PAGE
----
these start-ups that are changing the daily life of people with disabilities

these start-ups that are changing the daily life of people with disabilities

Individuals with disabilities often face a real obstacle course. Suffering from a motor, hearing, visual or mental problem, they need specific equipment but also adapted facilities to be able to move easily. New technologies can, in this sense, be used to simplify their daily lives. Start-ups then embarked on this sector of HandiTech by setting up innovative or atypical processes. Their goal: to bring a positive and immediate influence on the lives of people with reduced mobility, the visually impaired as well as the hard of hearing and deaf.

12 million French people are subject to disability, 1.5 million are visually impaired and 850,000 have reduced mobility, according to the OCIRP (Organisme Commun des Institutions de Rente et de Prévoyance, a social insurer that protects employees and their families in the event of death or loss of autonomy, editor’s note). In 2017, nearly a million people with disabilities were employed, which represents a rate of around 35%, according to the Dares (Directorate for the Animation of Research, Studies and Statistics, which depends on the Ministry of Work, Employment, Vocational Training and Social Dialogue, editor’s note). And more than 80% of these disabled workers practice their activity in ordinary employment. But many start-ups offer people in a situation of handicap, adapted and innovative means to facilitate their daily lives.

Furenexo and its SoundSense, the pocket device for the hearing impaired

Created in New York in 2015 by Brian Goral and Eric Skiff, the American start-up Furenexo offers many innovations including SoundSense, a portable device that alerts the hearing impaired to heavy sounds such as signals and alarms as well as to the cries of individuals. being in the surroundings. The aim of the company is to improve technologies so that they allow people with disabilities to live decently and to solve the difficulties they encounter in their daily life. During a visit to the company Berkeley Bionics (an American company that manufactures motorized exoskeletal bionic devices, editor’s note), the two leaders witnessed a striking scene where an individual in a wheelchair was able, for the first time , stand up using an exoskeleton. The idea for Furenexo was born from there. Small and easy to use, the SoundSense is intended primarily for people with profound deafness. The gadget, consisting of a connected microphone, transmits a message to a microprocessor when loud noises are heard. It vibrates and then emits small light signals to alert the user. Rechargeable by USB, its autonomy turns out to be a day. While the device is currently sold for $ 25, the company wants to lower its price in pharmacies, schools and specialized centers so that these establishments can have easy access.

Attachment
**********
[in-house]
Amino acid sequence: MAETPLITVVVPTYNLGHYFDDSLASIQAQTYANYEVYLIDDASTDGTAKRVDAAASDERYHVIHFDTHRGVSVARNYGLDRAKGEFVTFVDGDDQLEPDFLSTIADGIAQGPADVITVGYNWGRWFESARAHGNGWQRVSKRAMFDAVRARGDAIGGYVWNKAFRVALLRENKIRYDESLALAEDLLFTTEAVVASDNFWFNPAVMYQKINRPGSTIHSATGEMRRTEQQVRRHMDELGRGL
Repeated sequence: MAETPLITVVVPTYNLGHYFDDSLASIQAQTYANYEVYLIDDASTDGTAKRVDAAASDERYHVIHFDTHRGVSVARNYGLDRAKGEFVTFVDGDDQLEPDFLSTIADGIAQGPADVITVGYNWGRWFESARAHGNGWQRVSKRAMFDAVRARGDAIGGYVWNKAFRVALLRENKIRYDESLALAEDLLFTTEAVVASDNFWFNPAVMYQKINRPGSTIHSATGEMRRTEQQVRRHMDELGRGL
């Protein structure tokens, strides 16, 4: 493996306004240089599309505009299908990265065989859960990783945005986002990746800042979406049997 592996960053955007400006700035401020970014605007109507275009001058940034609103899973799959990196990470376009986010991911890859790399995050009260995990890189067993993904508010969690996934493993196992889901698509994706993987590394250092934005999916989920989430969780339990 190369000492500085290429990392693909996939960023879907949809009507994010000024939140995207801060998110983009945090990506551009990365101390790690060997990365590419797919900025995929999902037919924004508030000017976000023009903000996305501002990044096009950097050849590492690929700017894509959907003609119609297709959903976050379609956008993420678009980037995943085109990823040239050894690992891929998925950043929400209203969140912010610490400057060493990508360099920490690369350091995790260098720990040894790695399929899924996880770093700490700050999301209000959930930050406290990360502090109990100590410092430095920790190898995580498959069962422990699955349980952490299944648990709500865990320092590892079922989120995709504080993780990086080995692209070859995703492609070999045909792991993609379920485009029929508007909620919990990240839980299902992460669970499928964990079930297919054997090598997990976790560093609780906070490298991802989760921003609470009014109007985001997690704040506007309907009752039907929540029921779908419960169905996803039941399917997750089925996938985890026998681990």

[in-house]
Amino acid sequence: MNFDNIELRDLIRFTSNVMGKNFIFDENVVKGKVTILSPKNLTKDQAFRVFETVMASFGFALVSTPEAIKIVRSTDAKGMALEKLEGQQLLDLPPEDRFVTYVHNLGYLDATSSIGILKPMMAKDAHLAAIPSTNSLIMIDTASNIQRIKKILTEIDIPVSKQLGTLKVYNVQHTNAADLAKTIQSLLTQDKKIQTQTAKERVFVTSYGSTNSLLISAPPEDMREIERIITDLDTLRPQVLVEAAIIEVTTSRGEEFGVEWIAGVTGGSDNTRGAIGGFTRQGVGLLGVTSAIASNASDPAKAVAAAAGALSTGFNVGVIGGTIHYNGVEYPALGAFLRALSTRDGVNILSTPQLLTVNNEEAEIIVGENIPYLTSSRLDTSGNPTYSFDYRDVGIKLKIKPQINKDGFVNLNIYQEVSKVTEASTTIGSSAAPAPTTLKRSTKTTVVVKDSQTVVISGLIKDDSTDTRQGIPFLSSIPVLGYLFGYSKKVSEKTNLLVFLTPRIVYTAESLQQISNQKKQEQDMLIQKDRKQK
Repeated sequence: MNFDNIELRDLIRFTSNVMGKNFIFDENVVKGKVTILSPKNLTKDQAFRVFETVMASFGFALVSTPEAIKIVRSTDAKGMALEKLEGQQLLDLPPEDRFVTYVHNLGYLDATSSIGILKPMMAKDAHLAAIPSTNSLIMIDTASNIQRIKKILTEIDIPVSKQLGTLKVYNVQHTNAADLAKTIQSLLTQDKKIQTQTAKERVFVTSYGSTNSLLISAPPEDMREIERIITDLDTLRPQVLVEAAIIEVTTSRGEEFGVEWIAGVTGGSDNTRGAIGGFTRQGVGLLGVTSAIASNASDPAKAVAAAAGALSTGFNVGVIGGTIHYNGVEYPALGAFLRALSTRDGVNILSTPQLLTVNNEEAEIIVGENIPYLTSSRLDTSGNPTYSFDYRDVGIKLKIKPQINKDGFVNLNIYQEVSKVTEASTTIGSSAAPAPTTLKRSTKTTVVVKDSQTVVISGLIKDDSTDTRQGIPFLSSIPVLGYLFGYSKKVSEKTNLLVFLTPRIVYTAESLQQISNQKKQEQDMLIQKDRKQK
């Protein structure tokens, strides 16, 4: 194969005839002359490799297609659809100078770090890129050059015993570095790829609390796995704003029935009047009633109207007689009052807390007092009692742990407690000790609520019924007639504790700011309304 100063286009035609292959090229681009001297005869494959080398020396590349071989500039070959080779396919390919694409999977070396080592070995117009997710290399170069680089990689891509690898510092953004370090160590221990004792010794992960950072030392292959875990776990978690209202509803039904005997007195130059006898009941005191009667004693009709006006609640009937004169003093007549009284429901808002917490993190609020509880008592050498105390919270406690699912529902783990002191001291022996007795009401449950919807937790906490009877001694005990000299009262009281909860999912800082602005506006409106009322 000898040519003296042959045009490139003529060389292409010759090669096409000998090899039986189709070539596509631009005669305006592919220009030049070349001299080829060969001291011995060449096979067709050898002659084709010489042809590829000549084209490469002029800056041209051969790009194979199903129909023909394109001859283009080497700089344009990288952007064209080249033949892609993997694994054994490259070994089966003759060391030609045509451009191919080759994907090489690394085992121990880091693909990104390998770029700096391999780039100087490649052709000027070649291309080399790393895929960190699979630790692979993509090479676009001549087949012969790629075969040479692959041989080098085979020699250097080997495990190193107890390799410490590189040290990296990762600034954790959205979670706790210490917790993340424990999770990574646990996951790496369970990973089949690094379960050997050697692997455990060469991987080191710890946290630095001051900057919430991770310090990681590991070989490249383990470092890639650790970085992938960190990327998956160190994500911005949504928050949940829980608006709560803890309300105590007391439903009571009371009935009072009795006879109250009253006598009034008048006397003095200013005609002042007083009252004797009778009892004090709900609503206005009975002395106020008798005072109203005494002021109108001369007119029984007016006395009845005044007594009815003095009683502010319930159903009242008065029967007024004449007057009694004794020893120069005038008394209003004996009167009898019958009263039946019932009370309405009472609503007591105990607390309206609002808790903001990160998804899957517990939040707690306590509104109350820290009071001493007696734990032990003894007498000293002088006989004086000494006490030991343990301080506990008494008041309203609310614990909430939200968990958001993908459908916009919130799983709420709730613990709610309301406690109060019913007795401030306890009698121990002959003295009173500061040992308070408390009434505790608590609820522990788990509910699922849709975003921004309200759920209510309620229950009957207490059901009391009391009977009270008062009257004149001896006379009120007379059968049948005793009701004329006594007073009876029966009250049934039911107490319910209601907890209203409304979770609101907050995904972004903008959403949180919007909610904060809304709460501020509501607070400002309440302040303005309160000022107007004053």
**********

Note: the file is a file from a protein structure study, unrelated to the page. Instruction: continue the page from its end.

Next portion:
Faciligo makes people with reduced mobility travel

Launched by Hind Emad and Moussa Bouasba in July 2016, the Montpellier start-up Faciligo offers a social platform that allows people with reduced mobility to travel easily and safely by putting them in touch with able-bodied travelers who come to their aid. It works for all modes of transport, whether on short trips or long journeys, from leaving the home to the place of arrival. Disabled travelers publish their request on the platform and choose the companion that suits them based on common areas of interest but also specific qualifications and needs, which vary according to the type of disability. Usually, the disabled person who is escorted by a relative must pay an additional ticket. Thanks to this system, she only pays one, in addition to a support package 50% to 70% cheaper than a second ticket. The accompanying person also benefits from reduced fares on his transport ticket, up to 30% of the price, and has a prize pool that grows for each trip to the tune of 1.50 euros. After 10 trips, he then has the option of recovering the money or donating it to an association. The company is remunerated with the connection costs, i.e. one euro; for the time being, it is concentrating on a fundraising one million euros in order to deploy its platform throughout France as well as internationally.

AccessMan, at the service of people with motor disabilities

Access Man, a Norman start-up based in Chicheboville, comes from the research and development team of Starnav, an institute founded by Georges Lamy. It develops technological tools and software for people with physical disabilities. Its ambition is to improve access to digital by offering various programs that allow interaction with digital tools. The Head Pilot interface makes it possible to control a computer without contact using the movements of the head thanks to a facial recognition algorithm. Ability Browser, another software, can be integrated with Head Pilot within web pages, by means of a webcam. As for Pictocom, it uses pictograms to allow the disabled person to express themselves through a voice synthesis. Finally, Eye Clik offers the ability to click and perform keyboard shortcuts using eye blinks.

Start-ups are getting more and more involved in the HandiTech sector to enable individuals to overcome their disability. Institutions even seek to promote their work. This is the case of the association “La Handitech” created by JobinLive (recruitment firm for people from diverse backgrounds) and CGI (for “Consultants to Government and Industry”, a Canadian group specializing in technology services information and communication, editor’s note) in partnership with Bpifrance and APF France Handicap. This supports and promotes innovation through a competition, Handi Tech Trophy.

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